Conclusion: The Landscape of Geocritical Inquiry: Finding Common Ground for Geocriticism and Ecocriticism

  • Dustin Crowley
Part of the Geocriticism and Spatial Literary Studies book series (GSLS)


The preceding chapters have built up an argument for reading African literature through a relational matrix of space, place, and scale that enables more flexible and conditional evaluations of author’s representations of geographic concerns like “Africa,” the nation, globalization, borders, and urbanization. Broadly speaking, such a project is an answer to the predominance of a postmodern mind-set in much spatial, postcolonial, and African literary studies, a standard line of criticism that tends to broach these geographic phenomena in categorical terms, presuming issues like local/global, national/transnational, and borders/transgression to be binaries, with fixed and oppositional characteristics. Once established as dichotomous and rigid categories, this criticism activates a familiar deconstruction of these supposedly artificial, arbitrary, and oppressive spatial constructs, eschewing them in favor of more open, indeterminate, and hybrid spatialities and subjectivities.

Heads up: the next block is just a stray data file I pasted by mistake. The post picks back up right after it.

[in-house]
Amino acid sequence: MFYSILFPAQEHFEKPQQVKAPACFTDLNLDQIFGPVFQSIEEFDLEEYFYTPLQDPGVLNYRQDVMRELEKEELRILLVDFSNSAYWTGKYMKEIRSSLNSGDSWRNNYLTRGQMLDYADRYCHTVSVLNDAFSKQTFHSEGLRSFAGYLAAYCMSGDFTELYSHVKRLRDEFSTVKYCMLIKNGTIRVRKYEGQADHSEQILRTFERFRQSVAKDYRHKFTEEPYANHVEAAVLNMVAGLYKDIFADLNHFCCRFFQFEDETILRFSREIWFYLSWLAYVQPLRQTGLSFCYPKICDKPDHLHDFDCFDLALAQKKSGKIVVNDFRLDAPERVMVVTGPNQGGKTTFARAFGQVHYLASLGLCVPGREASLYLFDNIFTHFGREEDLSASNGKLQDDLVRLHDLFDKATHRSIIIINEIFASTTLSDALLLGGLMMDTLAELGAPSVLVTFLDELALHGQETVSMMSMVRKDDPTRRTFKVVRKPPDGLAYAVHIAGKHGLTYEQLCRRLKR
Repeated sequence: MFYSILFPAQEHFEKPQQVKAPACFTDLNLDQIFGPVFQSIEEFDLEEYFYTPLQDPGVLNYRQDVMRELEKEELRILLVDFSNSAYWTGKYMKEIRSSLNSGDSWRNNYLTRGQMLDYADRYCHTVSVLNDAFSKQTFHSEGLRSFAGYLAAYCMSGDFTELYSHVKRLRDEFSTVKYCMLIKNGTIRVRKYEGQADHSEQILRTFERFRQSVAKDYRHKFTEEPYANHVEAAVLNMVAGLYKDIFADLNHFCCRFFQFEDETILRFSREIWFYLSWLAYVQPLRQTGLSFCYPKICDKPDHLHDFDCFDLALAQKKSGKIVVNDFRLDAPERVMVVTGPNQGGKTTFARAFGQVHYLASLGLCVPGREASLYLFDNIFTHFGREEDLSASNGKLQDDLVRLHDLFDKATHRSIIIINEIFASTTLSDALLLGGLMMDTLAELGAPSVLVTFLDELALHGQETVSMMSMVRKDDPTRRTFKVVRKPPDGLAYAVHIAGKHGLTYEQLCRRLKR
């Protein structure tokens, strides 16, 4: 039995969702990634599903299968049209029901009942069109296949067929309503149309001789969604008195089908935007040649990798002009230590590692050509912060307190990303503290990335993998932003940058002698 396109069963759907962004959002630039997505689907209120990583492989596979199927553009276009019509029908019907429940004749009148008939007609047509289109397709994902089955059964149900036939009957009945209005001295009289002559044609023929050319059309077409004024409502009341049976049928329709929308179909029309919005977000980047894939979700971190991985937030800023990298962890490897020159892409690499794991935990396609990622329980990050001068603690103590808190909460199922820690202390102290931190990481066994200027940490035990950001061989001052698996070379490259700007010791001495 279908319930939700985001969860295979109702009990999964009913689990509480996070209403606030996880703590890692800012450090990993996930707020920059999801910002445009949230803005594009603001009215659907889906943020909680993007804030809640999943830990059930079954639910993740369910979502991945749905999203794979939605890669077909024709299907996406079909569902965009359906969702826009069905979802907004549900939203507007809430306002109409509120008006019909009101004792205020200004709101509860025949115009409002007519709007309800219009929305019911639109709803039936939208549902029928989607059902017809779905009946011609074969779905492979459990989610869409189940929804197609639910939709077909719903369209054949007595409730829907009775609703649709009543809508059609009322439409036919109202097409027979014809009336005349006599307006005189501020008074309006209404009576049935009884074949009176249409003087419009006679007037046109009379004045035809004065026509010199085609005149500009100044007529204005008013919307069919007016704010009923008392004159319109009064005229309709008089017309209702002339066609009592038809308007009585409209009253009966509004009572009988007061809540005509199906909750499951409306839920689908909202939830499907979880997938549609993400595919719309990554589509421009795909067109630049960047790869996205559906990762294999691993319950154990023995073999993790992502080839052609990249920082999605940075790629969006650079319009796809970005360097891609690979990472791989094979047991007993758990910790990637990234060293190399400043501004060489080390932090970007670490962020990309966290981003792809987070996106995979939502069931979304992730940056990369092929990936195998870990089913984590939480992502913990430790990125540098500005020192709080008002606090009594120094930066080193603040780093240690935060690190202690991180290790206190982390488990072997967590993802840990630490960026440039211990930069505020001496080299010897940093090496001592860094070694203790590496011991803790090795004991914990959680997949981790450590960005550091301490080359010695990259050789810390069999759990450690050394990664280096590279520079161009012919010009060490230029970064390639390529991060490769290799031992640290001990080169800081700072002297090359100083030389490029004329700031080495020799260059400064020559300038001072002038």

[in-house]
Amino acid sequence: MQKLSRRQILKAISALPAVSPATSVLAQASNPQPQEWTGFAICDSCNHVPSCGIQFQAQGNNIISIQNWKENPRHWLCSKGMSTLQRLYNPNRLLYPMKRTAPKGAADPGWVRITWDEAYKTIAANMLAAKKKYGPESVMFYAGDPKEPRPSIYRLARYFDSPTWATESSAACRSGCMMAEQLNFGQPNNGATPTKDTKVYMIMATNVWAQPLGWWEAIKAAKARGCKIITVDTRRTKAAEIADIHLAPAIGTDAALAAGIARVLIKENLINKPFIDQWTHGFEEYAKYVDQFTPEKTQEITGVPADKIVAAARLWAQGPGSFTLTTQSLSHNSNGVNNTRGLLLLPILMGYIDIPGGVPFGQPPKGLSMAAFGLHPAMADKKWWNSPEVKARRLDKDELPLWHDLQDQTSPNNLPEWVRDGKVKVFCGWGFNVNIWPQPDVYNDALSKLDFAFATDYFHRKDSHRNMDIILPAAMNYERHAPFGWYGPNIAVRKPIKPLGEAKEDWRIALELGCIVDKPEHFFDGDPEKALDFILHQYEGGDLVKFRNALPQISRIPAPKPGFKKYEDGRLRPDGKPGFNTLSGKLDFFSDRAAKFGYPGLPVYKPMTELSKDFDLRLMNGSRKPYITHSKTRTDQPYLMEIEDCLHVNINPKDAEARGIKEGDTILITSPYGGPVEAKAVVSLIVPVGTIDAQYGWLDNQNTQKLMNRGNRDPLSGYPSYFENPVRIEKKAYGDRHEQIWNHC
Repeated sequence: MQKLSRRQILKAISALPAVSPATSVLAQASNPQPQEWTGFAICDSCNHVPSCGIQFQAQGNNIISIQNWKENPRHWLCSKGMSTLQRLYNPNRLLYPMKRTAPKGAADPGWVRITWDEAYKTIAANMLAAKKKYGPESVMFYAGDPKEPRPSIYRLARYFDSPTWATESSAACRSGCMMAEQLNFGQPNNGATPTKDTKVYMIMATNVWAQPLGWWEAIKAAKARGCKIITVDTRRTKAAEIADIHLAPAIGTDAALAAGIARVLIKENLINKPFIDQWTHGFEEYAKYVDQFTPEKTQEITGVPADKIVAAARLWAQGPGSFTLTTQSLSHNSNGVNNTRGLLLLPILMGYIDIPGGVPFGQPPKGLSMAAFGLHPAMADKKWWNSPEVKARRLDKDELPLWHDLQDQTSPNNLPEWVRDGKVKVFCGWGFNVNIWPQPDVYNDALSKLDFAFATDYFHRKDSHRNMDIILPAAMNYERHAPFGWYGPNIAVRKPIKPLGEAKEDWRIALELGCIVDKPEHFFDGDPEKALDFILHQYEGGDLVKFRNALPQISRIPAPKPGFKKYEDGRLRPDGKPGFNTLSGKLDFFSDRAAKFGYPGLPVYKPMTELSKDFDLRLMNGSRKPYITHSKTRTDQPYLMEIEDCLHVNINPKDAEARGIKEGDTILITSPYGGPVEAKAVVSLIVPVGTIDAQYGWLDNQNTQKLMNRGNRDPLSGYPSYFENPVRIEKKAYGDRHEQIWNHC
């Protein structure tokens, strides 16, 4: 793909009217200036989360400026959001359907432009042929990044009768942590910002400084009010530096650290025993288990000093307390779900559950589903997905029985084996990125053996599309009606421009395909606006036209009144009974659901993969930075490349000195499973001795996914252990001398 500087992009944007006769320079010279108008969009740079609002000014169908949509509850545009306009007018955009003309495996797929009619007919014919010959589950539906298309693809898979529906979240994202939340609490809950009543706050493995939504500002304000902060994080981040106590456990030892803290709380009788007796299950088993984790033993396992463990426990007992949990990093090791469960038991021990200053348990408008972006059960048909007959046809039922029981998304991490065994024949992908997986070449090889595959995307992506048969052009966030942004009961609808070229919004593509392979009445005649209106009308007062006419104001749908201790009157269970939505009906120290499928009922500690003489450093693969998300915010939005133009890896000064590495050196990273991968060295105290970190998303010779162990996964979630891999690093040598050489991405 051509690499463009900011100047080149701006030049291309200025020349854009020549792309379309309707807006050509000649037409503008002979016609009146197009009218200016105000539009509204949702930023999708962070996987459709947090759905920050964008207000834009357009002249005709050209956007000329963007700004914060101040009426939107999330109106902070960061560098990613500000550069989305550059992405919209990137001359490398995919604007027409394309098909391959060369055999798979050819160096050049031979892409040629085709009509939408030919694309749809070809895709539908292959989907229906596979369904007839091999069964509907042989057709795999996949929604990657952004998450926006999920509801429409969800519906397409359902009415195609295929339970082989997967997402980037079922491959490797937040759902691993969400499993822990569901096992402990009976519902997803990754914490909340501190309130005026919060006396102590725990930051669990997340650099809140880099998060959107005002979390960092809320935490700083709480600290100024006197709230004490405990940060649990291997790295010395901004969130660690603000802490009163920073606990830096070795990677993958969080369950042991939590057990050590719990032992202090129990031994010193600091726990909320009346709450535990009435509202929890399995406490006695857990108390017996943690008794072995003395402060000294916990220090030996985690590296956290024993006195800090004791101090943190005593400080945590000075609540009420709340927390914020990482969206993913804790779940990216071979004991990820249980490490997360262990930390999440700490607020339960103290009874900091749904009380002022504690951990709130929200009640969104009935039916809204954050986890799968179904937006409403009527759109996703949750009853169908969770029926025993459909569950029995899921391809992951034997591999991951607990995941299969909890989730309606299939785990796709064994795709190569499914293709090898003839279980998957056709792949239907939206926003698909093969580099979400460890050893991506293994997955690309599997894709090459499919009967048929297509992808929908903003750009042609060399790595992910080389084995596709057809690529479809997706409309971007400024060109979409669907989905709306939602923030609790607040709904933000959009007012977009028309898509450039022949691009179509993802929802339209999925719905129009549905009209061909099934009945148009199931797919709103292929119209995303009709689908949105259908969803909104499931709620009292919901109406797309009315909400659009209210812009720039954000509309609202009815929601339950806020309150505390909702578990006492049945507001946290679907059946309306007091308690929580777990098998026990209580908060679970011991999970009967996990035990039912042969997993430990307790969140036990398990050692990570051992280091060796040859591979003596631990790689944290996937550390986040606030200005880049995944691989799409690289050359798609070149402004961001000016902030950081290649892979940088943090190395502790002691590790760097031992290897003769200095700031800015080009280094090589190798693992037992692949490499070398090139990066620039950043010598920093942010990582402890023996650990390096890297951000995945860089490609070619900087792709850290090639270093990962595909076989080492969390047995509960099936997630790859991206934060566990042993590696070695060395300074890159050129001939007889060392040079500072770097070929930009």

Niger Delta Environmental Criticism Political Ecology Preceding Chapter African Literature 


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© Dustin Crowley 2015

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  • Dustin Crowley

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